Evaluation Design for Complex Global Initiatives – Workshop Summary
Note: Proceedings contain the opinion of the presenters, but do NOT reflect the conclusions of the Health and Medicine Division or the National Academies. Learn more about the differences between Reports and Proceedings.
Every year, billions of dollars are spent on large-scale, multi-national global health initiatives. These initiatives encompass multiple types of interventions, programs, and systems-strengthening efforts. They are implemented in varied settings within partner countries through a large number of diverse, multisectoral governmental and non-governmental partners. Evaluations that examine the links between program activities and desired outcomes are used to assess whether these initiatives are achieving their objectives. These evaluations, like the initiatives being evaluated, require complex designs to be successful.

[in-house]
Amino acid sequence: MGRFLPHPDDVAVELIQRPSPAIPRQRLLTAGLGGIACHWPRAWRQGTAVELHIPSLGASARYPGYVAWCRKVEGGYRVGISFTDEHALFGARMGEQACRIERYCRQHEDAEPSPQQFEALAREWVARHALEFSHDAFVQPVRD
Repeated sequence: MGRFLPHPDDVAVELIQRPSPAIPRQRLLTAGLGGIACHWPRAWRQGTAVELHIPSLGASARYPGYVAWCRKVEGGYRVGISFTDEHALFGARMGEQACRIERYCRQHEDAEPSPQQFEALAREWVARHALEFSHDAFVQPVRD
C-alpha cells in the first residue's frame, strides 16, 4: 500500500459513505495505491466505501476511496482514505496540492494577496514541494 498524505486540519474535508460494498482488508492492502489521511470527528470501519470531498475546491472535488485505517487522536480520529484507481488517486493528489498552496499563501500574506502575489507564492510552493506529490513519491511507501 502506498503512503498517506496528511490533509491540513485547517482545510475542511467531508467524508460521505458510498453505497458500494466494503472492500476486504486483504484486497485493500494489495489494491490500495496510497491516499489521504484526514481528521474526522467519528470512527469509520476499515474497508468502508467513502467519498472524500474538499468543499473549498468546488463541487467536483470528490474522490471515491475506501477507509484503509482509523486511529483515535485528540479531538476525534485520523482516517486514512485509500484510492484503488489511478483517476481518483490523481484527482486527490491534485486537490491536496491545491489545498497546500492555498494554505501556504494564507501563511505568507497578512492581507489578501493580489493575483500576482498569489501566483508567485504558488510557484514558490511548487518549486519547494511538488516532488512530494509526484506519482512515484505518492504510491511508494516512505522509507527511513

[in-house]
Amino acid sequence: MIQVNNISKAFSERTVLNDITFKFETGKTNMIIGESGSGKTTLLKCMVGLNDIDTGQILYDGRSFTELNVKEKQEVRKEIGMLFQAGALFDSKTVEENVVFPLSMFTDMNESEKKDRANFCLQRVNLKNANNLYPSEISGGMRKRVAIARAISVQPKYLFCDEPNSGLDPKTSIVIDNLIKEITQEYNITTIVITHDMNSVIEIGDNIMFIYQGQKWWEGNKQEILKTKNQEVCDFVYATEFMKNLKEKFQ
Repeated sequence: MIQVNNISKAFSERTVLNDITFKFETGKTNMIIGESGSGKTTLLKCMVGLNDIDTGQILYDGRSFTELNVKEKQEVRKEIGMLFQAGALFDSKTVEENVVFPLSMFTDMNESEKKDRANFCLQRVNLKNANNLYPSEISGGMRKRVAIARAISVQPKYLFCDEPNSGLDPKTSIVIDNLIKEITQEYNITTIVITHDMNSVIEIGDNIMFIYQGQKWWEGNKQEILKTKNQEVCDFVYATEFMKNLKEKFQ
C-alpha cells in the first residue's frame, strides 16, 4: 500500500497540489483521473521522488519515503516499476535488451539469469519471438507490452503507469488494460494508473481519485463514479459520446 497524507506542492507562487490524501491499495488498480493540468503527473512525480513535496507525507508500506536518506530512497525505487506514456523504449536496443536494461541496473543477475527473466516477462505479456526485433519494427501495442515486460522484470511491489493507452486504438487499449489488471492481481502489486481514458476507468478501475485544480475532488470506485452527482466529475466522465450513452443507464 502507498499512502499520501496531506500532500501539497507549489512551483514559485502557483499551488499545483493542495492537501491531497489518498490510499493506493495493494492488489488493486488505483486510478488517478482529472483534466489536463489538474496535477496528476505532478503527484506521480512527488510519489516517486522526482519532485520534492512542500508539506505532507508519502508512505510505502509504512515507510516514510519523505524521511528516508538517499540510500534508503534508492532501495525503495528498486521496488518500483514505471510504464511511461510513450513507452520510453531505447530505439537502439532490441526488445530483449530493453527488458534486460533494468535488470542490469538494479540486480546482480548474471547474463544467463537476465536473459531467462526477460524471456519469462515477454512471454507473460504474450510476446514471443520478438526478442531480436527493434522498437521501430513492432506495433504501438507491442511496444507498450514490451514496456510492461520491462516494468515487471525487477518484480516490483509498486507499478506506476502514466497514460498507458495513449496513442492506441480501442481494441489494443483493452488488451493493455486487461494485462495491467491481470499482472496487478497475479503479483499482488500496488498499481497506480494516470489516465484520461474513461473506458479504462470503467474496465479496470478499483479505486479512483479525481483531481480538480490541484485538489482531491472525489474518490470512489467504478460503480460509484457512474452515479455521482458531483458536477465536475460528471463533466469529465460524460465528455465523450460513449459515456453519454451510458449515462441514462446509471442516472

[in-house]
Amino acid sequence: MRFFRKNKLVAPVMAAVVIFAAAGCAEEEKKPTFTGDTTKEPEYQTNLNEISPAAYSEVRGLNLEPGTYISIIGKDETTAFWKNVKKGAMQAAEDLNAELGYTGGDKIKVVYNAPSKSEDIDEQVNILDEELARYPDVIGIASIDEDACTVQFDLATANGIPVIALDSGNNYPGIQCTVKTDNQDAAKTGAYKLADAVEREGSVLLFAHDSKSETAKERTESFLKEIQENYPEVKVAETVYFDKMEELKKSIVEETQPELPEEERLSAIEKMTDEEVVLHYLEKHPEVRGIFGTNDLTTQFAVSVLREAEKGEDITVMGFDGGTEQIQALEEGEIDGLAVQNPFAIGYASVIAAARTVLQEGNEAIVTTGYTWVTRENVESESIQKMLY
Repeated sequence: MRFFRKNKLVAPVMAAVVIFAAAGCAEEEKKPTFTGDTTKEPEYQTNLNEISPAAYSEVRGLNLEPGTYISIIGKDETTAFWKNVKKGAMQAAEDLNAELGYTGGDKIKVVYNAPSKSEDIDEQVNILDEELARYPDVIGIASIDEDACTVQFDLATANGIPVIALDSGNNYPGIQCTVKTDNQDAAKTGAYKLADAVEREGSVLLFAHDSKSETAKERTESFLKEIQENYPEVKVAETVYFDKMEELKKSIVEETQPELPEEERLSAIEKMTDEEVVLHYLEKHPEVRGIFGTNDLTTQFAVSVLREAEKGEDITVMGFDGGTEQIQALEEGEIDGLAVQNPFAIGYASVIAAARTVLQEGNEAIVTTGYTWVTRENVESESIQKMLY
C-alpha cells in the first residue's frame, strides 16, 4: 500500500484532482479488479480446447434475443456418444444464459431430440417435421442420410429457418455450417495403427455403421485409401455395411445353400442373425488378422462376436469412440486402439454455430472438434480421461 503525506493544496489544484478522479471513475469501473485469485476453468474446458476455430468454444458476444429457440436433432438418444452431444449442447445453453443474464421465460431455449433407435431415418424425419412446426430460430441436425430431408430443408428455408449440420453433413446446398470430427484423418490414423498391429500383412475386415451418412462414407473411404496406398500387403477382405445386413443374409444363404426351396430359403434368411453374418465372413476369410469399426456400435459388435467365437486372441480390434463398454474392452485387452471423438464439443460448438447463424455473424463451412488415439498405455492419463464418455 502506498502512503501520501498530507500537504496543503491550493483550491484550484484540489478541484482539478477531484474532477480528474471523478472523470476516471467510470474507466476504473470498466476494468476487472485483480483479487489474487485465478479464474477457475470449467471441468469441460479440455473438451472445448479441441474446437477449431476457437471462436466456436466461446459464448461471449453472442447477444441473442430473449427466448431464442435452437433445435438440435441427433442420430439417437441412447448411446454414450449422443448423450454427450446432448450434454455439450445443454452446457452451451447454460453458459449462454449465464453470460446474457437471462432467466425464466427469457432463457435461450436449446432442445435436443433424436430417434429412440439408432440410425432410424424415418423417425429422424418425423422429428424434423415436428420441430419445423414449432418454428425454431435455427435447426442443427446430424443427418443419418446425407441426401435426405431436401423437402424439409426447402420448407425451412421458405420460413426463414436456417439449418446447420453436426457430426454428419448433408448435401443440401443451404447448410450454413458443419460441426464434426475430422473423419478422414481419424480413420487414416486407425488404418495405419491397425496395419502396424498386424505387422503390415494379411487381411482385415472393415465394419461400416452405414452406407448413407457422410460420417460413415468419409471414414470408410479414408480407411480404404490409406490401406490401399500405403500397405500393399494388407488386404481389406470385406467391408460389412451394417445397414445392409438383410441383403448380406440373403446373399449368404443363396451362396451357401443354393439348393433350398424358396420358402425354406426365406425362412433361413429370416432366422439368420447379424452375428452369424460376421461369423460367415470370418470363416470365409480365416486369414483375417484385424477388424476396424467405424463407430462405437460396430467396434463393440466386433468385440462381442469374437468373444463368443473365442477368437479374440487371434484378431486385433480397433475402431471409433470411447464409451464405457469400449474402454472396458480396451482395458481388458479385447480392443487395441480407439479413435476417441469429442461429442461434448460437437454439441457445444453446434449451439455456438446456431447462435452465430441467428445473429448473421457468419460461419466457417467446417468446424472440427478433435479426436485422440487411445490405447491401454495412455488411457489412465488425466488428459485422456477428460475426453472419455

On January 7–8, 2014, the Institute of Medicine (IOM) held a workshop to explore examples of recent evaluation experiences that have drawn on an array of available methodologies applied in different ways to evaluate health and development initiatives. The workshop was an opportunity to reflect on the relative benefits and limitations of different evaluation design options that can be used within the context of a large-scale, complex initiative to reach credible conclusions and recommendations and to improve the implementation and performance of the evaluated initiative. This document summarizes the workshop.